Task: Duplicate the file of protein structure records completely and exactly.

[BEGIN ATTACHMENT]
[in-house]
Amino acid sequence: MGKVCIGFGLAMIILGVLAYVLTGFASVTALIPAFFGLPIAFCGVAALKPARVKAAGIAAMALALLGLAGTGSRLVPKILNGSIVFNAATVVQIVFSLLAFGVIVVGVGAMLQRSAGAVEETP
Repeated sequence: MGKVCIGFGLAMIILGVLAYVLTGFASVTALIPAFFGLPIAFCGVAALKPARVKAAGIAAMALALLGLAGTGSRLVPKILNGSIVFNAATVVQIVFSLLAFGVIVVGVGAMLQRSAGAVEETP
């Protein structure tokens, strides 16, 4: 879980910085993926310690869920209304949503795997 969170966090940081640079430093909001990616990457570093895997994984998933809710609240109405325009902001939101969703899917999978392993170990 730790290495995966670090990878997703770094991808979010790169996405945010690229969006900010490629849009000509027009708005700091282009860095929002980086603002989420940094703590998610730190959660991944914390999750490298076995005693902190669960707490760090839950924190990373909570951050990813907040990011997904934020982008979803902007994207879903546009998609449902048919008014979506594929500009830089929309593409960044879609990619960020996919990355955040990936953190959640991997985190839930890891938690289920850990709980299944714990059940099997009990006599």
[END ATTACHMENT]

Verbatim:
[in-house]
Amino acid sequence: MGKVCIGFGLAMIILGVLAYVLTGFASVTALIPAFFGLPIAFCGVAALKPARVKAAGIAAMALALLGLAGTGSRLVPKILNGSIVFNAATVVQIVFSLLAFGVIVVGVGAMLQRSAGAVEETP
Repeated sequence: MGKVCIGFGLAMIILGVLAYVLTGFASVTALIPAFFGLPIAFCGVAALKPARVKAAGIAAMALALLGLAGTGSRLVPKILNGSIVFNAATVVQIVFSLLAFGVIVVGVGAMLQRSAGAVEETP
């Protein structure tokens, strides 16, 4: 879980910085993926310690869920209304949503795997 969170966090940081640079430093909001990616990457570093895997994984998933809710609240109405325009902001939101969703899917999978392993170990 730790290495995966670090990878997703770094991808979010790169996405945010690229969006900010490629849009000509027009708005700091282009860095929002980086603002989420940094703590998610730190959660991944914390999750490298076995005693902190669960707490760090839950924190990373909570951050990813907040990011997904934020982008979803902007994207879903546009998609449902048919008014979506594929500009830089929309593409960044879609990619960020996919990355955040990936953190959640991997985190839930890891938690289920850990709980299944714990059940099997009990006599």